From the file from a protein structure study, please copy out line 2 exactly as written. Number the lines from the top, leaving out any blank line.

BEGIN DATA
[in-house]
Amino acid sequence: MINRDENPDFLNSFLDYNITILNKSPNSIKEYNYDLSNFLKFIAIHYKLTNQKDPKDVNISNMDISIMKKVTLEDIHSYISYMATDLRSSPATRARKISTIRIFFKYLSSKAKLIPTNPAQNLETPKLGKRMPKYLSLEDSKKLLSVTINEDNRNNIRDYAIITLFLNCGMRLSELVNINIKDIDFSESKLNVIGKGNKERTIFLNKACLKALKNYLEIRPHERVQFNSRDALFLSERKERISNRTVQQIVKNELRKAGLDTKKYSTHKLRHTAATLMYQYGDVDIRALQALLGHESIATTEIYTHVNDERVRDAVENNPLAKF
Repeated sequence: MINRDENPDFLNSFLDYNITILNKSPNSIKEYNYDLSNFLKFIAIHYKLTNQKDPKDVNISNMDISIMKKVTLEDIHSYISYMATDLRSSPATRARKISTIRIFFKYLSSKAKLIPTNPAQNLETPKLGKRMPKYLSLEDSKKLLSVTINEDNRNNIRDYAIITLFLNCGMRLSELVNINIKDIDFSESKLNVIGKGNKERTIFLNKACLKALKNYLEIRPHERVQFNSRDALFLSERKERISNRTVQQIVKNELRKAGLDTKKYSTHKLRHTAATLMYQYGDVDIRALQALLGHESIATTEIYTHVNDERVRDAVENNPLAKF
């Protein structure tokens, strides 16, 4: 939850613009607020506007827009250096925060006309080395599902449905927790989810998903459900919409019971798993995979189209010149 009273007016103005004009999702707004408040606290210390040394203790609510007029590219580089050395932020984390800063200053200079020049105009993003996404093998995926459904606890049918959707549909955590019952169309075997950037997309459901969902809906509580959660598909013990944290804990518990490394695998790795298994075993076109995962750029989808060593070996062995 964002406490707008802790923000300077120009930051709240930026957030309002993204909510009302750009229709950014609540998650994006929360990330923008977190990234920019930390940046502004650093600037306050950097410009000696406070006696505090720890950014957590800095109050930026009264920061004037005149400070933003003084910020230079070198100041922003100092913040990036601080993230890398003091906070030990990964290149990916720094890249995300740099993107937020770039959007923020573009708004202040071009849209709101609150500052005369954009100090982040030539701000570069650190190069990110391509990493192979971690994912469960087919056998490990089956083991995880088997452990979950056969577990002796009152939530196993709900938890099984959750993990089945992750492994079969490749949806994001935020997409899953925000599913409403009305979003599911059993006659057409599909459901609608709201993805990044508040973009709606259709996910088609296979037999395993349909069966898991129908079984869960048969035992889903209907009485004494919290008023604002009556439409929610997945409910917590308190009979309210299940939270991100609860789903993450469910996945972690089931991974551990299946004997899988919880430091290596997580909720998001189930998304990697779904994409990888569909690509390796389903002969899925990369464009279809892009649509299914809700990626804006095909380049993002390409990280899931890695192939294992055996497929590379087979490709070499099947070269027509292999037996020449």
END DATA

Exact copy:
Amino acid sequence: MINRDENPDFLNSFLDYNITILNKSPNSIKEYNYDLSNFLKFIAIHYKLTNQKDPKDVNISNMDISIMKKVTLEDIHSYISYMATDLRSSPATRARKISTIRIFFKYLSSKAKLIPTNPAQNLETPKLGKRMPKYLSLEDSKKLLSVTINEDNRNNIRDYAIITLFLNCGMRLSELVNINIKDIDFSESKLNVIGKGNKERTIFLNKACLKALKNYLEIRPHERVQFNSRDALFLSERKERISNRTVQQIVKNELRKAGLDTKKYSTHKLRHTAATLMYQYGDVDIRALQALLGHESIATTEIYTHVNDERVRDAVENNPLAKF